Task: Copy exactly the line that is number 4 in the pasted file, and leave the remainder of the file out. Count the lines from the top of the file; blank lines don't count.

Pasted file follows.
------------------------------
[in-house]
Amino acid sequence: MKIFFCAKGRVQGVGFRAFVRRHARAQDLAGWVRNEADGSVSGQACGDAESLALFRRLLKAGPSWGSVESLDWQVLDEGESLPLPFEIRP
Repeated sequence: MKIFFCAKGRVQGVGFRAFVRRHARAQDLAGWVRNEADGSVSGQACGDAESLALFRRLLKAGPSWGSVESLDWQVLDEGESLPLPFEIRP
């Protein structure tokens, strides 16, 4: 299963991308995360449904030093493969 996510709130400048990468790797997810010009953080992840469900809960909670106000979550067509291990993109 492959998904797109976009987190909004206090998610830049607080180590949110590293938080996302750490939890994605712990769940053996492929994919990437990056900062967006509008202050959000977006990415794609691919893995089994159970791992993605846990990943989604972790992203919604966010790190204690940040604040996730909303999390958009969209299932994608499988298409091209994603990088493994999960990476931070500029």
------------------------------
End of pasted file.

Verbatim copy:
């Protein structure tokens, strides 16, 4: 299963991308995360449904030093493969 996510709130400048990468790797997810010009953080992840469900809960909670106000979550067509291990993109 492959998904797109976009987190909004206090998610830049607080180590949110590293938080996302750490939890994605712990769940053996492929994919990437990056900062967006509008202050959000977006990415794609691919893995089994159970791992993605846990990943989604972790992203919604966010790190204690940040604040996730909303999390958009969209299932994608499988298409091209994603990088493994999960990476931070500029």